Over the past 25 years, Judy Gold has starred in her own half-hour stand-up specials for HBO, Comedy Central and LOGO, has won two Emmy Awards for writing for The Rosie O’Donnell Show, and appeared on numerous daytime and late-night talk shows. Gold has written and starred in two Off-Broadway solo shows: The Judy Show – My Life as a Sitcom, and 25 Questions for a Jewish Mother. Her recent TV credits include Showtime’s I’m Dying Up Here and FX’s Better Things. She has performed in New York City’s Shakespeare in the Park, portrayed Linda Tripp in Clinton! The Musical, and had gotten cast in her first Broadway production for fall 2020 before the coronavirus pandemic shut that down. At least she still has a new book ready to come out in July 2020, “Yes, I Can Say That: When They Come for the Comedians We Are All in Trouble,” as well as her own podcast: “Kill Me Now.” Fortunately she’s still alive and well and willing to talk to me during quarantine over Zoom — so let’s get to it!
Dan Whitney had a pretty good comedy career, including a TV appearance on A&E’s An Evening At The Improv. But Whitney’s career as Larry the Cable Guy has been far more lucrative and longer-lasting, going on some three decades since he first started calling into radio stations as the character who still says, Git-R-Done! Larry became the breakout star from the Blue Collar Comedy Tour and its subsequent TV series, becoming the top Billboard comedy artist and touring act of the mid-2000s. He got his own Comedy Central Roast in 2009, hosted three Christmas specials for VH1 and CMT, starred in four movies as Larry, voiced a tow truck in the two animated hit Cars movies for Disney/Pixar, and hosted a History Channel show for three seasons. He continues to co-host a SiriusXM comedy channel on satellite radio with his comedy pal Jeff Foxworthy, and they put out a joint Netflix special together. He and his wife also have run the nonprofit Git-R-Done Foundation since 2009 to benefit childrens’ and veterans causes. Dan sat down with me from his kitchen in Nebraska to talk over Zoom about all of that and more, including his newest solo stand-up special, Remain Seated. So let’s get to it!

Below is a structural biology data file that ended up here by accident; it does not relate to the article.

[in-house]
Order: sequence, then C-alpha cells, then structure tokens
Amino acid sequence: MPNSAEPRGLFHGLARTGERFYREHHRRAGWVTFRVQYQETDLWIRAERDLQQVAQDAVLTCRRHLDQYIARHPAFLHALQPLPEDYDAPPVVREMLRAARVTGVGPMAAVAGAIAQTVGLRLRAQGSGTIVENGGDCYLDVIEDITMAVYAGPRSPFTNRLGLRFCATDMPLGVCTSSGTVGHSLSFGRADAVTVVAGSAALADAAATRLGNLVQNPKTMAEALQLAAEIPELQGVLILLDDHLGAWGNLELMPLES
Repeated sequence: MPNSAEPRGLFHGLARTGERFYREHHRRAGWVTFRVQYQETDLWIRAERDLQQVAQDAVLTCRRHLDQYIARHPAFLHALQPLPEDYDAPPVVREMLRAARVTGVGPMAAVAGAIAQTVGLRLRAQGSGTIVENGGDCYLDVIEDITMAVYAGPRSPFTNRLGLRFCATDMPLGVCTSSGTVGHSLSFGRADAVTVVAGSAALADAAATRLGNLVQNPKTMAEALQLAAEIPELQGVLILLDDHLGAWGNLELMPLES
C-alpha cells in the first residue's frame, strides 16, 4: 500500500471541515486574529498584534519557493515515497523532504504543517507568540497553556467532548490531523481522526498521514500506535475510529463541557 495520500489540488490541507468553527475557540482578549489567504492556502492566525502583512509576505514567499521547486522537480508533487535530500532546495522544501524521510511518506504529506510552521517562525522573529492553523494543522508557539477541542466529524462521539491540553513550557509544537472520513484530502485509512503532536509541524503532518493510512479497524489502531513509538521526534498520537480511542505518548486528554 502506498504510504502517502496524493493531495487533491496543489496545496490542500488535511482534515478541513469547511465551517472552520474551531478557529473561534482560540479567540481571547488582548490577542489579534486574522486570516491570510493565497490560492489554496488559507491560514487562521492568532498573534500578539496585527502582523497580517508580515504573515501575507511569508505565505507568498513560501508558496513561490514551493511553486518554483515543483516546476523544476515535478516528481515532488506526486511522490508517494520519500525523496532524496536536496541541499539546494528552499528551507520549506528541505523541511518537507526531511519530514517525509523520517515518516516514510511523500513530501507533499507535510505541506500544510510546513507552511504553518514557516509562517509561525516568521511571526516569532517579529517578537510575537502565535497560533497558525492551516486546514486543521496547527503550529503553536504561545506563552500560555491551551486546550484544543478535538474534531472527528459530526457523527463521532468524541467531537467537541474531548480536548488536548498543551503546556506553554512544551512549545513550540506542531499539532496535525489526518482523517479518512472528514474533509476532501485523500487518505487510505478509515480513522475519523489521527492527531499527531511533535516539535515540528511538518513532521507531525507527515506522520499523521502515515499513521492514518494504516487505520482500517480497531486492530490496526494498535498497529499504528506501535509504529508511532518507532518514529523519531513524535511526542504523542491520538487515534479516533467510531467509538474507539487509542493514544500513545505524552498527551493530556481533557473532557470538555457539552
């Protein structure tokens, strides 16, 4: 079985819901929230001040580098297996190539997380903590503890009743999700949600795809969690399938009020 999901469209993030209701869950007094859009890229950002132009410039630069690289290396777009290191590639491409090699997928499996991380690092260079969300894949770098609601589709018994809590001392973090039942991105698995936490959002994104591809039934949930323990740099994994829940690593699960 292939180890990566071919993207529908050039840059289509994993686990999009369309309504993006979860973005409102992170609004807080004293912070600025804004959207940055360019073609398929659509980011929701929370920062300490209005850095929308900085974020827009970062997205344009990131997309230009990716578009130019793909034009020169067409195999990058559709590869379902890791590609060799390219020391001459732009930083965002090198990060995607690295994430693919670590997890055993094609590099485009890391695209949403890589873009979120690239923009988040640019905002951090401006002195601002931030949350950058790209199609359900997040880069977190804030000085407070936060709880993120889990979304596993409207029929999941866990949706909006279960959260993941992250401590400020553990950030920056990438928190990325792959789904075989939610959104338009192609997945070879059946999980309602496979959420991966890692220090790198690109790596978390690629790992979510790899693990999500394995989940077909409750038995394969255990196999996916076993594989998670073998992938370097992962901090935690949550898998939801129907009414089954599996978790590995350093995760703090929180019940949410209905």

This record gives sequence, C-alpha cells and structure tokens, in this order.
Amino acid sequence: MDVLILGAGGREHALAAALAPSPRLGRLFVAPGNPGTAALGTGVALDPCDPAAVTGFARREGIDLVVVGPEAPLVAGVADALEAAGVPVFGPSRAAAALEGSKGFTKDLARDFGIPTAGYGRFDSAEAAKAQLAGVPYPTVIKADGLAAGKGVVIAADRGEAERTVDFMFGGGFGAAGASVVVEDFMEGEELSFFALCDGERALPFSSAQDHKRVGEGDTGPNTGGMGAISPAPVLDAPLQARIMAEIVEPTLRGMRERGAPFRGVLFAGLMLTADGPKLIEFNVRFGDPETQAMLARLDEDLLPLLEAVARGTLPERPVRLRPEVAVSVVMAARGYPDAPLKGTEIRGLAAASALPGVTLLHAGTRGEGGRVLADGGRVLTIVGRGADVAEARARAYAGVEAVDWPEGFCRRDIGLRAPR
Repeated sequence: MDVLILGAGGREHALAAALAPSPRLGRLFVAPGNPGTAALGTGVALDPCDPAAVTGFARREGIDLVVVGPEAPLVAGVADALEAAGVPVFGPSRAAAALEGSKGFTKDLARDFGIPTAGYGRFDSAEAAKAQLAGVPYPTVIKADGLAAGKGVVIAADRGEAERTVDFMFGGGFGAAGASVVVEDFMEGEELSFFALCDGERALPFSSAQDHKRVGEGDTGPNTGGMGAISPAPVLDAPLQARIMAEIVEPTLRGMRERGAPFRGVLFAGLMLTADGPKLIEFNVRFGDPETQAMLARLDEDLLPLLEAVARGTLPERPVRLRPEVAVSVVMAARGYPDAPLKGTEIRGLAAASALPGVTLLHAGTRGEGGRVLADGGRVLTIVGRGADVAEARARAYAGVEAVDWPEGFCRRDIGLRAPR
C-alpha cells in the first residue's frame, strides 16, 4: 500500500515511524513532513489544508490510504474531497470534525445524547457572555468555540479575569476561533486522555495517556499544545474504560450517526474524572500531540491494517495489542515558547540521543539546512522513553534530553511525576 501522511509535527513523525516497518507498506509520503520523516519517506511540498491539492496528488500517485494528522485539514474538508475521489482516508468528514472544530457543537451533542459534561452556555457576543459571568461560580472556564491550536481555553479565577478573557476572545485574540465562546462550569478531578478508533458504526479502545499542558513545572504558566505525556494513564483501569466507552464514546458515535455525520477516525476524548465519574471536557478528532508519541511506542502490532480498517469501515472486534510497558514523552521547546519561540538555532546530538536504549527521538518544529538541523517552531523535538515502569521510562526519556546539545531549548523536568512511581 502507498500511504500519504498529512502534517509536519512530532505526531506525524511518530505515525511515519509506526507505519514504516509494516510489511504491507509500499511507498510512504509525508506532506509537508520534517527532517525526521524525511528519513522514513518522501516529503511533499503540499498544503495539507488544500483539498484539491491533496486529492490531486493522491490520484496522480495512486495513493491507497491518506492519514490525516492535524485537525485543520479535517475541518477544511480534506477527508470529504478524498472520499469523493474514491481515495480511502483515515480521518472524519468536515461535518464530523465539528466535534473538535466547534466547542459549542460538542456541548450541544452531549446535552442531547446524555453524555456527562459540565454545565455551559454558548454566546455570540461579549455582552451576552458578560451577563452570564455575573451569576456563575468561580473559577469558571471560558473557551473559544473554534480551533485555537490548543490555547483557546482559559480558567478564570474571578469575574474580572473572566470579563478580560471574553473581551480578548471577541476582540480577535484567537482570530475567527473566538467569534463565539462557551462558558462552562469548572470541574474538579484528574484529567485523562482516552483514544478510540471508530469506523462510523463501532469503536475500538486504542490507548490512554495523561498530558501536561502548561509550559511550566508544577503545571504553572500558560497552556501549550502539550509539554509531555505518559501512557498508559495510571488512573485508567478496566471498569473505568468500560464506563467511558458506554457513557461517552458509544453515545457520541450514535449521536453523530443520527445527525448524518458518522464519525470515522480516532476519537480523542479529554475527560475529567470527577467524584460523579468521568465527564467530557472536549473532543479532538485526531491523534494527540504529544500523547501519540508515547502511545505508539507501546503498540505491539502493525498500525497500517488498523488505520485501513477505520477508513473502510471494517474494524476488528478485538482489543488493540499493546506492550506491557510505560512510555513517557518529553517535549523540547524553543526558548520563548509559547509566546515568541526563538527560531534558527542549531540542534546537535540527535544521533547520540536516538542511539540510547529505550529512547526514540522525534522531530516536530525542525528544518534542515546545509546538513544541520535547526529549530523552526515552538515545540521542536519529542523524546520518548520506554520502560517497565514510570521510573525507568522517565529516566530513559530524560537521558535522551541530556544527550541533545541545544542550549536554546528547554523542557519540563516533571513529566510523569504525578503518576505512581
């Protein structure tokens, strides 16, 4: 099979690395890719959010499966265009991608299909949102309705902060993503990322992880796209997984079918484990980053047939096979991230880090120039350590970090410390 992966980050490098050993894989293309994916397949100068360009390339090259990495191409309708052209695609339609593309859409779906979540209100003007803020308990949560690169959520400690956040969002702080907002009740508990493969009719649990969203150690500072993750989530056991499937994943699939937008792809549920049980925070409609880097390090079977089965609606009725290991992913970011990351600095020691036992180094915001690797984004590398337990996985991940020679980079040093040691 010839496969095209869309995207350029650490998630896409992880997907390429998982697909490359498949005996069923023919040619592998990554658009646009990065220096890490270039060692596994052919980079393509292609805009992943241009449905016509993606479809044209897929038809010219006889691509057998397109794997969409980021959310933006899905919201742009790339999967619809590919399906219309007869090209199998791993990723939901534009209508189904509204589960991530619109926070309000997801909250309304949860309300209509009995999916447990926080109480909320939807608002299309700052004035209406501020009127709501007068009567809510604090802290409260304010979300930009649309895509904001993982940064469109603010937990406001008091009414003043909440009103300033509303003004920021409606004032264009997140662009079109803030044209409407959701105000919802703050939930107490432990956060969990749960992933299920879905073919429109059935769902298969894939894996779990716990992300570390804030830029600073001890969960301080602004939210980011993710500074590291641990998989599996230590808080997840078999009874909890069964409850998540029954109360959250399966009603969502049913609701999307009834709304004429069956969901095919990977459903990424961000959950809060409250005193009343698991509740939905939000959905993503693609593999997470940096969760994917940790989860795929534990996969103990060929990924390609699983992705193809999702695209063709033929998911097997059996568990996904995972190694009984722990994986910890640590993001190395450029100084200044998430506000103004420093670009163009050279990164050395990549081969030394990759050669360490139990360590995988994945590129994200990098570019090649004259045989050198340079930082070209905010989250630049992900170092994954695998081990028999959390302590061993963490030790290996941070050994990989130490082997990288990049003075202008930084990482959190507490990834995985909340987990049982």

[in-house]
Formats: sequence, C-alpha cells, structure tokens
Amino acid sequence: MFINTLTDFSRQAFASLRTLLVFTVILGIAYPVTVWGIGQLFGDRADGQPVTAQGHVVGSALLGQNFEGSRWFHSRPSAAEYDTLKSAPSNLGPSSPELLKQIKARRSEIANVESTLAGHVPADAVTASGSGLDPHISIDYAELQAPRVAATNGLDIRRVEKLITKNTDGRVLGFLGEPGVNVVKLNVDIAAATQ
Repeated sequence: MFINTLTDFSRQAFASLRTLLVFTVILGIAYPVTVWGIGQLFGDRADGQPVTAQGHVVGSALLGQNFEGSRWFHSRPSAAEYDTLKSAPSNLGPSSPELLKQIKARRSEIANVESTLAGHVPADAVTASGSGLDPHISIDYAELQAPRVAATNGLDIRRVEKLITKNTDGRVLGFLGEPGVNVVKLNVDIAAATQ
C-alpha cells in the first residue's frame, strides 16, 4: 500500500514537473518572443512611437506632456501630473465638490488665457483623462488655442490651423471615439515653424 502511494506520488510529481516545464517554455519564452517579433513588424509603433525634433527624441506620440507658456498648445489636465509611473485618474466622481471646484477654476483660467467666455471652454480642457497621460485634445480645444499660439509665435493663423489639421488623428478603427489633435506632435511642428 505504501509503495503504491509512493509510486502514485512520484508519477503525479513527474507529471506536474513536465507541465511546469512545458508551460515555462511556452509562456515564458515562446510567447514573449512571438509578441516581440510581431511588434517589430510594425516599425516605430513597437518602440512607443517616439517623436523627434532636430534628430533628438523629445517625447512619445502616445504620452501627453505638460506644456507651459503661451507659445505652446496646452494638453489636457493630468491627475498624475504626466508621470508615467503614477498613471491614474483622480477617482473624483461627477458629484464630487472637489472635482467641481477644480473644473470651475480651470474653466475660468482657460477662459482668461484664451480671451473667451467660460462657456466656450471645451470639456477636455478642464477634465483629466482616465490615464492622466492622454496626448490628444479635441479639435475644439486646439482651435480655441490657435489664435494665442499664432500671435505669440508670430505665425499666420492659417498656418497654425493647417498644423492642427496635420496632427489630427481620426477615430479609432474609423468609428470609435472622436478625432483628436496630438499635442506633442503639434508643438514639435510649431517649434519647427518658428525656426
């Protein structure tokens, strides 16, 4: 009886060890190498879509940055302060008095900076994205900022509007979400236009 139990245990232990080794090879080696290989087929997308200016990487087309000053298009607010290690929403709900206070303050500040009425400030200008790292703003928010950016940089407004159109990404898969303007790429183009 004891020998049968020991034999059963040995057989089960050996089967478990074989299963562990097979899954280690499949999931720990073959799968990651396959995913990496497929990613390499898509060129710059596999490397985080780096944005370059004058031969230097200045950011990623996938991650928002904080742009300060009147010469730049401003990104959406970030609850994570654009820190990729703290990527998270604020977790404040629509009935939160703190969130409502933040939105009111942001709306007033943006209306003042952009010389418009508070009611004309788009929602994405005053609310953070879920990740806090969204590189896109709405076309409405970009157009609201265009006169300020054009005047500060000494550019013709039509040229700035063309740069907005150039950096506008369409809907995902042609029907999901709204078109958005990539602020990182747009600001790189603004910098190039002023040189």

Maysoon Zayid is an actress, comedian, and disability advocate, who has attracted more than 16 million views to her 2013 TED talk, “I Got 99 problems…palsy is just one.” A decade before that, Zayid co-founded the New York Arab-American Comedy Festival. Her past credits include contributing to MSNBC’s Countdown with Keith Olbermann, appearing in the Adam Sandler movie, You Don’t Mess with the Zohan, and headlining the Arabs Gone Wild comedy tour. In 2019, she recorded an Audible original audiobook, “Find Another Dream,” and she recently fulfilled her lifelong dream by landing a gig as a recurring character on the longtime ABC soap opera, General Hospital. She connected with me via Zoom during the coronavirus pandemic to check in, so let’s get to it!
Lane Moore is a comedian, writer, actor, and musician. She hosts the show Tinder Live, swiping through dating profiles and baiting potential suitors, with a panel of funny people and a live audience to guide her. She also fronts the band, It Was Romance. And as a writer, Lane Moore has published jokes in The Onion, and offered sex and relationship advice as an editor for Cosmopolitan magazine, where she won a GLAAD award for expanding the magazine’s queer coverage. In 2018, Moore released her first book of personal essays, “How To Be Alone: If You Want To, and Even If You Don’t.” I sat down with Moore for a conversation over our respective laptops during the first month of the coronavirus quarantine to talk about her life and career, how we’re adapting to a world without traditional comedy stages, and what it’s like for many millions of us to suddenly learn how to be alone. So let’s get to it!